A little over seven years ago, I found myself sitting on my partially mowed lawn amid a crumpled heap of snot, tears and curse words in front my newly defunct lawnmower. I had mowed my own lawn most of my adult life and at least four times a year as a child over 8-years-old.
As an adult, I liked mowing the lawn. A well-manicured lawn was the closest thing I could ever come to creating anything remotely considered art. I knew this particular lawnmower had seen better days. I had rebuilt the carburetor (poorly, and with the help of more than one YouTube video), and the catch bag was duct taped together. Truthfully, it was delightfully surprising that the mower had lasted this long. Season after season, I had put the mower in the garage for the winter with gas still in the tank. I never checked the oil, and I had run over a veritable quarry worth of rocks, dulling the blades just a little more each time. Yet, rather than thank it for its long and fruitful life, I cussed it out and kicked it.
It wasn’t that I didn’t have money for a new mower. It certainly wasn’t because this was my favorite mower I had ever owned (or perhaps I would have taken better care of it). It was the fact that this defunct mower was the last relic of my defunct marriage — and the symbolism didn’t end there.
Why is it that some people delay maintenance? A recent survey among 1,000 homeowners revealed that a good 70% of them admit to delaying home repairs and maintenance. As a Realtor, whose primary occupation includes touring a variety of different homes, I can verify that this is true. Chief among those deferments are the appliances. Stoves, ovens, refrigerators, dishwashers, microwaves are all included. Essentially, these are conveniences, not necessities for some. A stove is great, but if three out of four burners work, it’s good enough. If the dishwasher leaks, just unplug it and wash dishes by hand.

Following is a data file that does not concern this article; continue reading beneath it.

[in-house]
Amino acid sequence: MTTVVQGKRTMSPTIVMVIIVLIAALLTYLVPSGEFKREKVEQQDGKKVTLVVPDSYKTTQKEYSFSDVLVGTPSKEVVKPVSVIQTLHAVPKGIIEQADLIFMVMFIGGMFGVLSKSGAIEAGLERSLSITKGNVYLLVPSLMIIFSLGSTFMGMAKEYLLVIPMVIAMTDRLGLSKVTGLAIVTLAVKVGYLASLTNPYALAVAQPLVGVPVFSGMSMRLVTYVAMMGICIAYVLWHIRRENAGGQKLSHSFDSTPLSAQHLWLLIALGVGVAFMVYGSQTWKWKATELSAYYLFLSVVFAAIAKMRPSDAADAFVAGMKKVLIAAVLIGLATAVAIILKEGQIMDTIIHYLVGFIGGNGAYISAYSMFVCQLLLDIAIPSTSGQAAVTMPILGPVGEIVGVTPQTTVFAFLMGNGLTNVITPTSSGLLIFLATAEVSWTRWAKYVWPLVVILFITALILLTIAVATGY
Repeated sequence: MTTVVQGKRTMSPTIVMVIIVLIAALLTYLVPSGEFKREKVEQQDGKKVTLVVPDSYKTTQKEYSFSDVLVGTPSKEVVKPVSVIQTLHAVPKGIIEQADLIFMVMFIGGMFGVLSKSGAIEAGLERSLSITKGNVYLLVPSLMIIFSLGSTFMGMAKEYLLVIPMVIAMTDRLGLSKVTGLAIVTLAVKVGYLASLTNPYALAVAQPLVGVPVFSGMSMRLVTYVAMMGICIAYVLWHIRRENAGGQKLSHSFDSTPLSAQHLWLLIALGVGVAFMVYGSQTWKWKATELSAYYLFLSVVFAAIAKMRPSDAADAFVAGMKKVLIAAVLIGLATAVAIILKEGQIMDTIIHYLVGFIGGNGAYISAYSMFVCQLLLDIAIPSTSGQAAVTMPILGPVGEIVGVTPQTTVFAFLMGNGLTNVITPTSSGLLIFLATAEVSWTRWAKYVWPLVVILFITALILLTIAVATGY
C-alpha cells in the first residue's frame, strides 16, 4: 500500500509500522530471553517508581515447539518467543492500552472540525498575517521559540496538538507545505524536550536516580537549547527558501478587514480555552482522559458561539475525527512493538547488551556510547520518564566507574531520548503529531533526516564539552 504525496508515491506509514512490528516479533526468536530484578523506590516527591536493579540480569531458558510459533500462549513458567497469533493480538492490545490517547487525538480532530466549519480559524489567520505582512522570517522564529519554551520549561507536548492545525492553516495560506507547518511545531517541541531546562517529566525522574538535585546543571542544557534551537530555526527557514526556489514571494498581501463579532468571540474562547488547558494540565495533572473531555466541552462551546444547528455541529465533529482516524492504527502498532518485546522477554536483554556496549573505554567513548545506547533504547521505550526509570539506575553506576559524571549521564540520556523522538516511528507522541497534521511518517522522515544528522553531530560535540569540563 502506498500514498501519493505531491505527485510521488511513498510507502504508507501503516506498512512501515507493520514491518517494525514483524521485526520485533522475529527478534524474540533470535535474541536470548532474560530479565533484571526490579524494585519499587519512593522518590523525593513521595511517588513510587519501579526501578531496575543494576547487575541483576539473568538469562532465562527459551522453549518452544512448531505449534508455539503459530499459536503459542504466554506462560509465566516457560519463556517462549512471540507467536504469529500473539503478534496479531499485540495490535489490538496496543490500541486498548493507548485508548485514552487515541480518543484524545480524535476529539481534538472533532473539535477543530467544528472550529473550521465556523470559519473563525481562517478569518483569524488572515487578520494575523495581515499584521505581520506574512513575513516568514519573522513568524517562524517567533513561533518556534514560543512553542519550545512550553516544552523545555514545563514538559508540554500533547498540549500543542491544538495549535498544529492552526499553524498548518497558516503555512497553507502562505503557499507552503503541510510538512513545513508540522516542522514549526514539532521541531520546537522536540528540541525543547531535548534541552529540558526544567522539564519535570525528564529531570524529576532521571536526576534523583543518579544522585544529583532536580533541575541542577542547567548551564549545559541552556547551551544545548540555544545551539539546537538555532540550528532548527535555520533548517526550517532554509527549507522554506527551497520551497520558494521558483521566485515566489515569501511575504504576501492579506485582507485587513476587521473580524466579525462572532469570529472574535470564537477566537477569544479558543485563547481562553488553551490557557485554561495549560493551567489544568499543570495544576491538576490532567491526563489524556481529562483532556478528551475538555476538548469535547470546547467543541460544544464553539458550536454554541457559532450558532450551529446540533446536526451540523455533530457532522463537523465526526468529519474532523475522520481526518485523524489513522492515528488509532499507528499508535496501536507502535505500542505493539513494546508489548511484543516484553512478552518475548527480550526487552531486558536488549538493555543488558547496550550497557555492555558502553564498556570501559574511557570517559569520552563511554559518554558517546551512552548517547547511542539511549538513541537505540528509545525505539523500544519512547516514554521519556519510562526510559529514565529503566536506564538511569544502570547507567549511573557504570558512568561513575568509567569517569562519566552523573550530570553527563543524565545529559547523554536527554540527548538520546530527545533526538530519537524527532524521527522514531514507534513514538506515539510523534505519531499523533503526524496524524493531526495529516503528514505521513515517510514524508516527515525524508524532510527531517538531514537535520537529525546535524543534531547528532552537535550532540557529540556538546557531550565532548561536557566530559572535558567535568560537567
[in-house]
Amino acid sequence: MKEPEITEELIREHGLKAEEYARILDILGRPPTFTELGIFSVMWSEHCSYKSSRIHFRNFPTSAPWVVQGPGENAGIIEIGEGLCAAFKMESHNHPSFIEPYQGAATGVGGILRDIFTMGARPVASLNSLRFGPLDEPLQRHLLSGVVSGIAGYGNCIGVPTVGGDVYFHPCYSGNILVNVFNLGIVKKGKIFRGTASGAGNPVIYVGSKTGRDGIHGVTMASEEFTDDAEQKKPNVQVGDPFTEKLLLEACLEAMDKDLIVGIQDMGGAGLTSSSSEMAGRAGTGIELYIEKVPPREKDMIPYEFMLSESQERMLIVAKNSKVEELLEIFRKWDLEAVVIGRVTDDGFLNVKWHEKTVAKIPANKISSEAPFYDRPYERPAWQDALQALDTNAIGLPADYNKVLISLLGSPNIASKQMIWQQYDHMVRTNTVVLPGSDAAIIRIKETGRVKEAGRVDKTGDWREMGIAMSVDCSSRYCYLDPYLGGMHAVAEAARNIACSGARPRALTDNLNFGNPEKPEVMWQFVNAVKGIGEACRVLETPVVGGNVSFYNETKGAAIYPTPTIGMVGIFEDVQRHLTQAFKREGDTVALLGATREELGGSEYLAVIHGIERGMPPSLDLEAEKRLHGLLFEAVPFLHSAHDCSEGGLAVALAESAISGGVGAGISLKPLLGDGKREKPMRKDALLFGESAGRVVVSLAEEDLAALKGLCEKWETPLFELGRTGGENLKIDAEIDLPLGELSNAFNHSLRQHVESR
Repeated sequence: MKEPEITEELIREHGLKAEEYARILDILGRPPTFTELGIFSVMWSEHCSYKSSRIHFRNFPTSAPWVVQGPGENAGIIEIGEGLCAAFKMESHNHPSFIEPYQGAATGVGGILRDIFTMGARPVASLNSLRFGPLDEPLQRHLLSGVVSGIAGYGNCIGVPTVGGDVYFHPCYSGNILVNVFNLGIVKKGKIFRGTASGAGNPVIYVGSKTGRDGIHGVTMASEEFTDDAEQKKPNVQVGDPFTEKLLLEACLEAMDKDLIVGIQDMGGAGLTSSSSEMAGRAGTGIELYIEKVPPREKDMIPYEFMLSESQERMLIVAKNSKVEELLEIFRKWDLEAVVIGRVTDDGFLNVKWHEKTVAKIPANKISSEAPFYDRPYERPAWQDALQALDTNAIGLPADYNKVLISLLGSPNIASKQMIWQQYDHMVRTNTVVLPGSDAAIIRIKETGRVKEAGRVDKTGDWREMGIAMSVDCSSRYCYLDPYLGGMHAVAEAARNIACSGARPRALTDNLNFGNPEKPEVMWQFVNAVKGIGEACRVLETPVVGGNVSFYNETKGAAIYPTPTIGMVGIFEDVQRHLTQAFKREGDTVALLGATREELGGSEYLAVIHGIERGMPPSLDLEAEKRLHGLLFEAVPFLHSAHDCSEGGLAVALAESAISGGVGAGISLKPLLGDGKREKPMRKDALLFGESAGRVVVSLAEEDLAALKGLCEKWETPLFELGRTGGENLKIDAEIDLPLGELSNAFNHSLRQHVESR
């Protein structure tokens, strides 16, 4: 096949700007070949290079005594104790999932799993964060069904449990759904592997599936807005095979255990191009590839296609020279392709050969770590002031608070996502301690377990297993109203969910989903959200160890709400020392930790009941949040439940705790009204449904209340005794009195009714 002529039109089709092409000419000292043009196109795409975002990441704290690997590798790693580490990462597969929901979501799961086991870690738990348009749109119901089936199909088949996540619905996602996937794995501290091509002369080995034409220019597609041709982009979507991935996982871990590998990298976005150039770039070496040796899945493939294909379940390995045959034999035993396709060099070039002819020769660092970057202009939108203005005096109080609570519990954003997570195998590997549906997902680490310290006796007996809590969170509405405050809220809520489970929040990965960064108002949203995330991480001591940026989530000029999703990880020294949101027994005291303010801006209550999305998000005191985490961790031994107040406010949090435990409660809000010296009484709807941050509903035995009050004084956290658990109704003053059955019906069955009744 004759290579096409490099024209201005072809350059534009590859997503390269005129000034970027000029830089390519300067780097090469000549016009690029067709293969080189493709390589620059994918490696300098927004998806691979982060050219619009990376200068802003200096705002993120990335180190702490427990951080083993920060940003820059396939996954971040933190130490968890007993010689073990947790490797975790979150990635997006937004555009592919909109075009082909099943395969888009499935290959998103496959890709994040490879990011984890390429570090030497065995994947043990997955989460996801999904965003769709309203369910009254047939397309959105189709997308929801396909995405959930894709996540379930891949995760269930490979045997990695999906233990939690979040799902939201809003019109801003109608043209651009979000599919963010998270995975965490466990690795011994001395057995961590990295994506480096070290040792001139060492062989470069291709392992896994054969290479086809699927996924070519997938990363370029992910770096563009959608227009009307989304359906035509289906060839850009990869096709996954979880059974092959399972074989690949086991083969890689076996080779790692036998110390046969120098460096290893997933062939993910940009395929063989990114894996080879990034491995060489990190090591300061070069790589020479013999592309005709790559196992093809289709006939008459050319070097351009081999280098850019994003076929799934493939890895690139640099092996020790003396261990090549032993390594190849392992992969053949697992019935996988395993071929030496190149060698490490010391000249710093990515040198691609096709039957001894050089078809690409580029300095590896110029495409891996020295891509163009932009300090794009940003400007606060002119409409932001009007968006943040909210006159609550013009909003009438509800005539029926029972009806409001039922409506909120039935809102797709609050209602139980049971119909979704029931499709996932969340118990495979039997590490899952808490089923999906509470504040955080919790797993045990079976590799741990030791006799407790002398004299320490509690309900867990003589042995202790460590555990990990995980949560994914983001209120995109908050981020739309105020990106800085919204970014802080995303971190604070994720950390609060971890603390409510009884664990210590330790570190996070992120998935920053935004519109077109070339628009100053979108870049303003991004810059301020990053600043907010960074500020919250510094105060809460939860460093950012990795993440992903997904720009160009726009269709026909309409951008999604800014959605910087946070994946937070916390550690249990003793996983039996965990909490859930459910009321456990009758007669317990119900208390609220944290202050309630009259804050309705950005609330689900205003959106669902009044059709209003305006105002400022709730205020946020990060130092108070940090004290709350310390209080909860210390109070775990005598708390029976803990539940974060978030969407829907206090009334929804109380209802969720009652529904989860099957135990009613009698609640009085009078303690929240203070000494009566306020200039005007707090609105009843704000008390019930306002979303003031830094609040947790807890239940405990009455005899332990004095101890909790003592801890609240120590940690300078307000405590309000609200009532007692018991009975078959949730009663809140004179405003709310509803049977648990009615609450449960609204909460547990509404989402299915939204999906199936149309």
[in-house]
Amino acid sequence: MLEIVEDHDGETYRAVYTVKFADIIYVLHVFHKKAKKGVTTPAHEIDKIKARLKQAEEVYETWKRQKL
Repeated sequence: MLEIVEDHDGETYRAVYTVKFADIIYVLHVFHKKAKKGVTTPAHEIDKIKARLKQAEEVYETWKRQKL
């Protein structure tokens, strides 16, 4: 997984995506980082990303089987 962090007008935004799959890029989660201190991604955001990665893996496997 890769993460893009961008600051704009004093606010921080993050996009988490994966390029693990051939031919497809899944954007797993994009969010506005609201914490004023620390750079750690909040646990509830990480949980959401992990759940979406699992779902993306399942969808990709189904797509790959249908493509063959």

The bigger and more expensive items are next on this list. A sad percentage of people surveyed do not change their furnace filters on a regular basis. Any experienced Realtor can verify this as well. It is a singular occasion when a home inspection turns out with a clean filter or a recently serviced HVAC unit. When it does, however, it is truly a treat. It is also a clue as to how the rest of the home has been maintained.
The water heater is another culprit. The tank should be drained and the sediment washed out once a year. This will enhance the life span significantly. Both the tank as well as the pipes should also be insulated, and if the tank is missing an expansion tank, one should be installed.
Electrical is the next largest deferred item. Oh dear. For the love of everything that is holy, this is not a maintenance issue that should be deferred. I cannot tell you the number of homes I have gone into and opened the…